Zoltan Pall is a research fellow at the Middle East Institute, National University of Singapore. He is a social anthropologist with many years of fieldwork in the Middle East and Southeast Asia. His main research interests include the sociopolitical dynamics of Islamic movements and transnational Islamic charity organizations. He has written books, articles, and policy papers on Salafism in Lebanon and Kuwait, and on the evolution and structure of Salafi transnational networks in the Middle East, Southeast Asia, and Europe. His book, Salafism in Lebanon: Local and Transnational Movements, was published by Cambridge University Press in April 2018. Diwan interviewed Pall in early June to discuss a recent article he published at Carnegie, titled “The Emir’s Gift: Given a Greater Role, Kuwait’s Salafis Face the Costs.”

Michael Young: You recently wrote an article for Carnegie on the changing role of Salafists in Kuwait. What is its main argument?

Zoltan Pall: The so-called Salafi Community or Al-Jama‘a al-Salafiyya—most commonly known as Ihya’ al-Turath—the largest group in Kuwait’s diverse Salafi landscape, successfully exploited the historical opportunity after the emergence of a Kuwaiti protest movement in 2011 to increase its position in state institutions. It achieved this by showing loyalty to the ruling elite and standing against the opposition. Yet, as I argue in my article, due to the logic of Kuwait’s political system, which is built on a concept of divide and rule, the Salafi Community might hold these positions temporarily, until it falls out of favor with the government.

MY: Where do the great rivals of the Salafis, namely the Muslim Brotherhood, stand today, as they had previously been backed by the ruling Al Sabah family?

ZP: The quasi-alliance between the government and the Muslim Brotherhood broke down in the wake of the opposition movement in Kuwait, which was partly inspired by the Arab uprisings. The Brotherhood sided with the opposition and joined the demonstrations that brought down the government of Nasser Mohammed Al Sabah in summer 2011. It won a considerable number of seats in the subsequent February 2012 elections, along with activist Salafis and Salafis who broke away from the Salafi Community—with the opposition together winning 34 seats out of 50. Yet, when the Constitutional Court dissolved this parliament four months later and the emir imposed the so-called “one vote” law, which changed the electoral system and granted each Kuwaiti one vote instead of the previous many, the Muslim Brotherhood, along with other opposition parties, boycotted the December 2012 elections. As a result, the new parliament became almost completely pro-government.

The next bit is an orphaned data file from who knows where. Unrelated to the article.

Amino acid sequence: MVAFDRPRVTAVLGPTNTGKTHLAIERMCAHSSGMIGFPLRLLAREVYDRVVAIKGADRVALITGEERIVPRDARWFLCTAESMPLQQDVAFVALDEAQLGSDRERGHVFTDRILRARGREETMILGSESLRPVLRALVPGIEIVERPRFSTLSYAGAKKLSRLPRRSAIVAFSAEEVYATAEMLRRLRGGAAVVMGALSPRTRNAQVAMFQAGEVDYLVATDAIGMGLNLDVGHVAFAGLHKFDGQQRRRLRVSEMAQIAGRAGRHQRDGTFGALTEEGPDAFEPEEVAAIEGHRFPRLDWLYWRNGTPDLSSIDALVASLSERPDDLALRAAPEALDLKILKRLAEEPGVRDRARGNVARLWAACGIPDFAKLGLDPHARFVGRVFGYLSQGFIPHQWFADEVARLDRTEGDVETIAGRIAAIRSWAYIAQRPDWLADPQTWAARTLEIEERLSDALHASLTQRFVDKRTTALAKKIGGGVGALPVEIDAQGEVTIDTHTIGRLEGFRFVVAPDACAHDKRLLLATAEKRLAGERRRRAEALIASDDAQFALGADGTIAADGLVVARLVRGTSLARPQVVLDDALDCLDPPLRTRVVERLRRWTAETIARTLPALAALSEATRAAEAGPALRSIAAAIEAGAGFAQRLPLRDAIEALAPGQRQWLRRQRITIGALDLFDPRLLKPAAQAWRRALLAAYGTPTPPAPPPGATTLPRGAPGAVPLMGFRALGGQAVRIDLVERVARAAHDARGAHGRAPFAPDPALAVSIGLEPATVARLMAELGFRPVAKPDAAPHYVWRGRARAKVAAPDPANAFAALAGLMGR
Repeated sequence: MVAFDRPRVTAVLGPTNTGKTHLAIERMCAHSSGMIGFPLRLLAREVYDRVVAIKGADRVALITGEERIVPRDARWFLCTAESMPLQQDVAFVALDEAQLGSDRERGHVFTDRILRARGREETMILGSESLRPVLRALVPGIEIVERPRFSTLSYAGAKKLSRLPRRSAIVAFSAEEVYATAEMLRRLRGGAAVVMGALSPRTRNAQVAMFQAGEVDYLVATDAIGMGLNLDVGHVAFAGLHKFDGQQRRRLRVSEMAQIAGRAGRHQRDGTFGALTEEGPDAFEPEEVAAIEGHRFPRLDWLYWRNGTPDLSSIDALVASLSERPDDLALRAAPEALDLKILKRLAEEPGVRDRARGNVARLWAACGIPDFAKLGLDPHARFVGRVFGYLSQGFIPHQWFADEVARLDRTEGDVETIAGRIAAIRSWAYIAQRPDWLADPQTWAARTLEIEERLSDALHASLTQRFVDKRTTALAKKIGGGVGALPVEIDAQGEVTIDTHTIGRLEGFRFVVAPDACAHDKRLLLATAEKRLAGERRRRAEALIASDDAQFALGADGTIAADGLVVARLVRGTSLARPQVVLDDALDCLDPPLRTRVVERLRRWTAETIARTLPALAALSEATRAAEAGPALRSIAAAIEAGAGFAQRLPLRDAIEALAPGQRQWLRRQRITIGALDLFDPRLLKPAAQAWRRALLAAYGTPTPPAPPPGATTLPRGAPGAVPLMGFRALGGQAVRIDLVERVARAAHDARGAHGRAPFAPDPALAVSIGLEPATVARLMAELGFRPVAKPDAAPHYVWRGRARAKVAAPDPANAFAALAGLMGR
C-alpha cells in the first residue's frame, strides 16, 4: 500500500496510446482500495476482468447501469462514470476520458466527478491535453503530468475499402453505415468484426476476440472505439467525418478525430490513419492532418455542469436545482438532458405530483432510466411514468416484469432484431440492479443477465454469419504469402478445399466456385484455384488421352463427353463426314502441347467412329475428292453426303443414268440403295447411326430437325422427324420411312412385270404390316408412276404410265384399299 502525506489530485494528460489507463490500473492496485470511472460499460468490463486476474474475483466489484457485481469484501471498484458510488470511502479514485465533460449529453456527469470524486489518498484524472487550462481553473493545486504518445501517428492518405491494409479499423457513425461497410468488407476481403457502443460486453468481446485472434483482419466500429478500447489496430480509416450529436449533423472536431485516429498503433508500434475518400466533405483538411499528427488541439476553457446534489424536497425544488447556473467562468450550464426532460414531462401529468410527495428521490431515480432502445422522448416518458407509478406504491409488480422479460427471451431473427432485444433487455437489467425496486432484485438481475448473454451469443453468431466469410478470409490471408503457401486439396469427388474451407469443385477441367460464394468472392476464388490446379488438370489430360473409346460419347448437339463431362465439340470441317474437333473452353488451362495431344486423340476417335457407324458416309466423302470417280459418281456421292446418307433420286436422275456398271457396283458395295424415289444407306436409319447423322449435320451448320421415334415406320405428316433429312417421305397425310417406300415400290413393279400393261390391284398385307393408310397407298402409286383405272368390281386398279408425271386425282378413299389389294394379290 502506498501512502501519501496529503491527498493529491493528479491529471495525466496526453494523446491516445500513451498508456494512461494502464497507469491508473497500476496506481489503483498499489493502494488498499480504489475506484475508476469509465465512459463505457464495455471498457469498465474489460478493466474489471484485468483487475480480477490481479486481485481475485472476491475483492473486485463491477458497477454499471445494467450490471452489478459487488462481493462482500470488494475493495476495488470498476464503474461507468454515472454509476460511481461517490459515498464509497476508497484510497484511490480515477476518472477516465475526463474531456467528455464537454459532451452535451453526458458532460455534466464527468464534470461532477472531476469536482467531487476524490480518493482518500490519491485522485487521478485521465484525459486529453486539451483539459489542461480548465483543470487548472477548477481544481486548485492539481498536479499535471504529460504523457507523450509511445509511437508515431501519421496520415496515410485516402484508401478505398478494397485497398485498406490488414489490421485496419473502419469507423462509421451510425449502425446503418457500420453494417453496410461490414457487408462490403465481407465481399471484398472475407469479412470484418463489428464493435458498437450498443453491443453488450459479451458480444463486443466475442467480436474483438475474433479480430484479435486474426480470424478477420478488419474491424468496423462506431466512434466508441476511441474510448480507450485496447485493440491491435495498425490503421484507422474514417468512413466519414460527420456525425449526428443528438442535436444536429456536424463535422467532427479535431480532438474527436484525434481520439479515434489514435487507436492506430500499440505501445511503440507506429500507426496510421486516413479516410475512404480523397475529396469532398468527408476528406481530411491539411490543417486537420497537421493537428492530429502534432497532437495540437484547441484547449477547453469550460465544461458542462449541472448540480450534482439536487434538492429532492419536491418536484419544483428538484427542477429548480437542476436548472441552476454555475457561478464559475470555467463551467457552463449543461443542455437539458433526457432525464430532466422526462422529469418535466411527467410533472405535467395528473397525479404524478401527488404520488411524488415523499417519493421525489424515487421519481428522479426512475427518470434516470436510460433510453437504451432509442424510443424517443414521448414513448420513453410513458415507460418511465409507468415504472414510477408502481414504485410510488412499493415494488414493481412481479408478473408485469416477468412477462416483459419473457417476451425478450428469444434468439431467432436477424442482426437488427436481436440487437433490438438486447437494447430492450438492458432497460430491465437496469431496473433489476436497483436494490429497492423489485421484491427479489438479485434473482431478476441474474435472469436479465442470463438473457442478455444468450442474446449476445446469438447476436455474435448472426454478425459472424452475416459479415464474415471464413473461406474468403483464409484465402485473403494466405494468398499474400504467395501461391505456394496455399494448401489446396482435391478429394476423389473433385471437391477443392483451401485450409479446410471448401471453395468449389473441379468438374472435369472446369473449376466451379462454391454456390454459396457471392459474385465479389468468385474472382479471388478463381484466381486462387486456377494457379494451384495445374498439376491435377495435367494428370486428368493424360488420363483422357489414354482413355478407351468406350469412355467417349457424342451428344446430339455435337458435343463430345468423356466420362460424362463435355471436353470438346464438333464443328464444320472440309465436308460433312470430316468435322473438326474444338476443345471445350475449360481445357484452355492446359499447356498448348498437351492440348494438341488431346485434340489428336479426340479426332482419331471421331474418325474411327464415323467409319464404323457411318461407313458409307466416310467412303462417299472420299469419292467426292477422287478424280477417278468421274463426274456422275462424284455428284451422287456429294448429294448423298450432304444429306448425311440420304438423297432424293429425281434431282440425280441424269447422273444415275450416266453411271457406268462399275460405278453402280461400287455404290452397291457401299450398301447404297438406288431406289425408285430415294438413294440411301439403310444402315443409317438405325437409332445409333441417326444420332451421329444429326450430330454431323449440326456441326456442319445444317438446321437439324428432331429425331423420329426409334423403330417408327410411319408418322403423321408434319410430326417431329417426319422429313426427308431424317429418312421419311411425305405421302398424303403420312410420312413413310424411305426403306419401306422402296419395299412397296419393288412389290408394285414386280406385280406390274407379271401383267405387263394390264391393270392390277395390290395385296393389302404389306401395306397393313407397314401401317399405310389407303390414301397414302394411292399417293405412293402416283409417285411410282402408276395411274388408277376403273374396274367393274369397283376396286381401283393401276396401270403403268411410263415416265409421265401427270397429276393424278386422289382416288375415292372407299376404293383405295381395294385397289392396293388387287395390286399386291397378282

The ruling elite punished the Muslim Brotherhood for joining the opposition by stripping it of several political and administrative positions. For example, the Brotherhood had dominated the Kuwait Finance House, the first Kuwaiti bank operating in accordance with Islamic law, since its establishment in 1977. In 2013 and 2014 most of the Brotherhood cadres were replaced by individuals who were loyal to the government. Similar dynamics took place in several other institutions, such as the Ministry of Religious Affairs, the Kuwait Awqaf Public Foundation, and the Zakat House, where the Muslim Brothers lost several leading positions. While the Muslim Brotherhood’s political organization, the Islamic Constitutional Movement, ended its electoral boycott and participated in the 2017 elections, full rapprochement with the ruling elite has not yet happened.

MY: You say the Salafi Community was the greatest beneficiary of the protests in 2011. Can you describe the dynamics that took place?